Anyhow, there's this chapter in the book (the enwrapping/bracketing book) called 'The Eternal Disappointment Of Life As It Is'. And the chapter in the enwrapped/bracketed book is called 'Feelings are not as old as time.' And, see, the brackets are actually in the wrong place but what can one do, for meaning's sake?
'Just as there was a first instant when someone rubbed two sticks together to make a spark, there was a first time joy was felt, and a first time for sadness,' it says. 'For a while, new feelings were being invented all the time. Desire was born early, as was regret.' I bet.
And then it goes on...'Even now, all possible feelings do not yet exist. There are still those that lie beyond our capacity and our imagination. from time to time, when a piece of music no one has ever written, or a painting no one has ever painted, or something else impossible to predict, fathom, or yet describe takes place, a new feeling enters the world. And then, for the millionth time in the history of feeling, the heart surges, and absorbs the impact.'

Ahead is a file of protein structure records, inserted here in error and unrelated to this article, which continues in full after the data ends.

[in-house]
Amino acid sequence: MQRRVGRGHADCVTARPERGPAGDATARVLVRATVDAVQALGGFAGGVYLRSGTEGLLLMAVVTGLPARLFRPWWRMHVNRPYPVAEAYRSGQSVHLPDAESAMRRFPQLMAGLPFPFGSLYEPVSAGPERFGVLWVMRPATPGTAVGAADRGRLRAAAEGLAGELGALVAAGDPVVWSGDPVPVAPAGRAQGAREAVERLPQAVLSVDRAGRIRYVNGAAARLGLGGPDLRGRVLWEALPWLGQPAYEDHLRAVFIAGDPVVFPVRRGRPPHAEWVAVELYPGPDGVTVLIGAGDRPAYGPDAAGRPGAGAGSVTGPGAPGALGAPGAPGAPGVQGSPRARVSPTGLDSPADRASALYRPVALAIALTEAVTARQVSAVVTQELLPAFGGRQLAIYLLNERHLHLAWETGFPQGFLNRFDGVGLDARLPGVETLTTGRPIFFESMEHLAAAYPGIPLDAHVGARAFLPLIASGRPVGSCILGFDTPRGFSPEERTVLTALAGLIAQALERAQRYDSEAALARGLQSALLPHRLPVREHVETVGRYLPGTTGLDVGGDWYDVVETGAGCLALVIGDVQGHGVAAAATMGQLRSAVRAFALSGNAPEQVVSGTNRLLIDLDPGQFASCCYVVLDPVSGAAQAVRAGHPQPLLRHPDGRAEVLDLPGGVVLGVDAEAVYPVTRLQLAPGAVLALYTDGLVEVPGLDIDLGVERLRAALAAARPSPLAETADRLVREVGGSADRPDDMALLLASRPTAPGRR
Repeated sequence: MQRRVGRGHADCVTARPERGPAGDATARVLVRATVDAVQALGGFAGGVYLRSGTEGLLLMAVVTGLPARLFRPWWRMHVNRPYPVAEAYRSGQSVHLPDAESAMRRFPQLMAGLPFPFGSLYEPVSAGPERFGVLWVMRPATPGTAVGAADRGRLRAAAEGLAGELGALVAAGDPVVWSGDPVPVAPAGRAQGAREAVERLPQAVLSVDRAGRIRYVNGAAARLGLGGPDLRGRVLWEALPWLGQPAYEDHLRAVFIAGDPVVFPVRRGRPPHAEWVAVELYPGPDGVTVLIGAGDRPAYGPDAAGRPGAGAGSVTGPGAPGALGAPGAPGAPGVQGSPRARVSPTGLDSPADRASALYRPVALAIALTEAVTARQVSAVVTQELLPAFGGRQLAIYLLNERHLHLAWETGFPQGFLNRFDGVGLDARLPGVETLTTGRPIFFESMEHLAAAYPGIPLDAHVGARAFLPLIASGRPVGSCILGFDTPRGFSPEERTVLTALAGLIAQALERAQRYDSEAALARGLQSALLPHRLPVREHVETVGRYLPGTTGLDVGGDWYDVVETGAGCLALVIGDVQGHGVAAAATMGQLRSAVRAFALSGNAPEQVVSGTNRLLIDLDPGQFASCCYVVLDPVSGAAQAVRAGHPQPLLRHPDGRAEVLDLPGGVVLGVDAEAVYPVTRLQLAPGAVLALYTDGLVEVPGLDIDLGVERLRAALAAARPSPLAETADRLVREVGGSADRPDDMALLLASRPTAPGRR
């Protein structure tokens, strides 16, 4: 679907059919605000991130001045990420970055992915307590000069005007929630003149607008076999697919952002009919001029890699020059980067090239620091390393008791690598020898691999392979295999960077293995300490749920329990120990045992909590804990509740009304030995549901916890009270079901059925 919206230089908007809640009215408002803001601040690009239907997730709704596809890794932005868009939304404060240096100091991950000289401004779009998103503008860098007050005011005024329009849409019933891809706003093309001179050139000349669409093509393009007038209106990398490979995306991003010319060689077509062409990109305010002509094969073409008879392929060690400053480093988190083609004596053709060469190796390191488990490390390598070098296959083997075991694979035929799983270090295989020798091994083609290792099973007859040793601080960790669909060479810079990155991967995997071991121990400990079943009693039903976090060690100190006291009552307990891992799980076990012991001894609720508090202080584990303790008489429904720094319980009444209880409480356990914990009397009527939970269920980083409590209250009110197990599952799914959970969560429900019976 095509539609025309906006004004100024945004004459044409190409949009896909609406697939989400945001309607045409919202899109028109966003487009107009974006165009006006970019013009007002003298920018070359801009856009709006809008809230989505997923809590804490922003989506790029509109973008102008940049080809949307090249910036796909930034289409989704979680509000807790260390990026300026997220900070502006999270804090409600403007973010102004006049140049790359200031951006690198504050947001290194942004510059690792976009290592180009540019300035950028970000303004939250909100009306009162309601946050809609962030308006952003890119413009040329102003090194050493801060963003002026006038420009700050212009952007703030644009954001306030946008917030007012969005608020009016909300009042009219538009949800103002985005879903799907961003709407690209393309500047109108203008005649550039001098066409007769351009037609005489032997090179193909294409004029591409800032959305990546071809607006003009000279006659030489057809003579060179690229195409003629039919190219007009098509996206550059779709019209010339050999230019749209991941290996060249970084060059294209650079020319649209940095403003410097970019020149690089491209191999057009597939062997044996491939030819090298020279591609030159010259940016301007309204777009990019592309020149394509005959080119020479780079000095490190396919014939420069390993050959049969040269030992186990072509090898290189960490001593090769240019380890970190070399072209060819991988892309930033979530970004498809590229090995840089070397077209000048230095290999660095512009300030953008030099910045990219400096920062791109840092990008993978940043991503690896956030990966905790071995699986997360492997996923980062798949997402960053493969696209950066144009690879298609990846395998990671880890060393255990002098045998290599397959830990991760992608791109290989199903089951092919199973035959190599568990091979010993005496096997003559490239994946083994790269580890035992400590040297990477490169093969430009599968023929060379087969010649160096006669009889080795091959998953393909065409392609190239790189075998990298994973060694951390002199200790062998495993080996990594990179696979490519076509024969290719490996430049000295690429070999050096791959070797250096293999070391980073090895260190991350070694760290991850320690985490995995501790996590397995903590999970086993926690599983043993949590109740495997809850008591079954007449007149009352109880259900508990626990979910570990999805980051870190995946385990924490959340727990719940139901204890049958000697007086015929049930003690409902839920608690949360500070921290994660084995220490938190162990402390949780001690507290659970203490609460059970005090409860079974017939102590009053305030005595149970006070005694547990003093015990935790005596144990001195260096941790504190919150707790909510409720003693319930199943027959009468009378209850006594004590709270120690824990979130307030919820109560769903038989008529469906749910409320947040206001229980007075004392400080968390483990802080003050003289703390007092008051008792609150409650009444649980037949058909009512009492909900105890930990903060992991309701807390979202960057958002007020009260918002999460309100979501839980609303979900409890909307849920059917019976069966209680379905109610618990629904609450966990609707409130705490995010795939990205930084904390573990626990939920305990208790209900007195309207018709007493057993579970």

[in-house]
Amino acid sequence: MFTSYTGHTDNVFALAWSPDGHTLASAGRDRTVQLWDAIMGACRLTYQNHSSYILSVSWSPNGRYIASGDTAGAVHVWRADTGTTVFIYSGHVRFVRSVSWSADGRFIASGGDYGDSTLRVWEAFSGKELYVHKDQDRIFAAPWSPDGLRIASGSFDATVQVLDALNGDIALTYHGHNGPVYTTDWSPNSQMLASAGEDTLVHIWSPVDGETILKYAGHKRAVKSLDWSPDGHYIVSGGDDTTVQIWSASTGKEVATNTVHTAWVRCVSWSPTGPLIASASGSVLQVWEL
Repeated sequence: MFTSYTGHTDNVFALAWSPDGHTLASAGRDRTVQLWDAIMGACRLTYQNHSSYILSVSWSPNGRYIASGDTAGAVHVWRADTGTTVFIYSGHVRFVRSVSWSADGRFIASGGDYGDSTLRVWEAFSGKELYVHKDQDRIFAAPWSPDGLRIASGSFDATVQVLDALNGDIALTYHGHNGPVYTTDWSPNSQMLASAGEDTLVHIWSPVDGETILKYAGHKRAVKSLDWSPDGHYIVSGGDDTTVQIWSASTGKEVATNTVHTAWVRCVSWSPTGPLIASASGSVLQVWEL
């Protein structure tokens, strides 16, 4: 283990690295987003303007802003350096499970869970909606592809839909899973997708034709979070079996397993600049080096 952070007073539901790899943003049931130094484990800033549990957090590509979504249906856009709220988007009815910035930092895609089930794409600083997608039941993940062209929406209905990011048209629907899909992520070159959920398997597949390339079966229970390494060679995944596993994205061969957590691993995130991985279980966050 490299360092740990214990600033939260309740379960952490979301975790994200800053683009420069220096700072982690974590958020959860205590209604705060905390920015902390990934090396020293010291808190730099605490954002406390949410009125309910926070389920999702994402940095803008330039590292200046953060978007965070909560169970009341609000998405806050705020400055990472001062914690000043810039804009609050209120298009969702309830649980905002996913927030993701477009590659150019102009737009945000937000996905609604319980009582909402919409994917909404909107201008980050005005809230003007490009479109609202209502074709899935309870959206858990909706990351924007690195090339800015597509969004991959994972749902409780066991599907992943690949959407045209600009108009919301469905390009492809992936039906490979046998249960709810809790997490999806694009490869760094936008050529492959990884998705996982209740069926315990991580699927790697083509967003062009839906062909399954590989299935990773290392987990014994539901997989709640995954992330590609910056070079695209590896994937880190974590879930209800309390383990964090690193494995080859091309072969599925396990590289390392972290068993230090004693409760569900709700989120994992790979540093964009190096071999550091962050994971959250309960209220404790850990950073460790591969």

Tis a lovely thought but...I wonder...how we like to think we're different, don't we?
And there's a bit about lost words, and string, and shy people...
I'm not really sure why I'm even telling you about this book. But still... (The History of Love) also has a chapter called The Age of Silence, which discusses how the first language people had was one of gestures. 'Naturally there were misunderstandings. There were times when a finger might have been lifted to scratch a nose, and if casual eye contact was made with one's lover just then, the lover might accidentally take it to be the gesture, not at all dissimilar, for Now I realise I was wrong to love you. These mistakes were heartbreaking.'
But you have to love a book that has a once upon a time...because weren't we all kings and queens, or knights and princesses (or dragons) once. And can you remember laughter?
Anyhow. There we go. Waving our hands in space and time.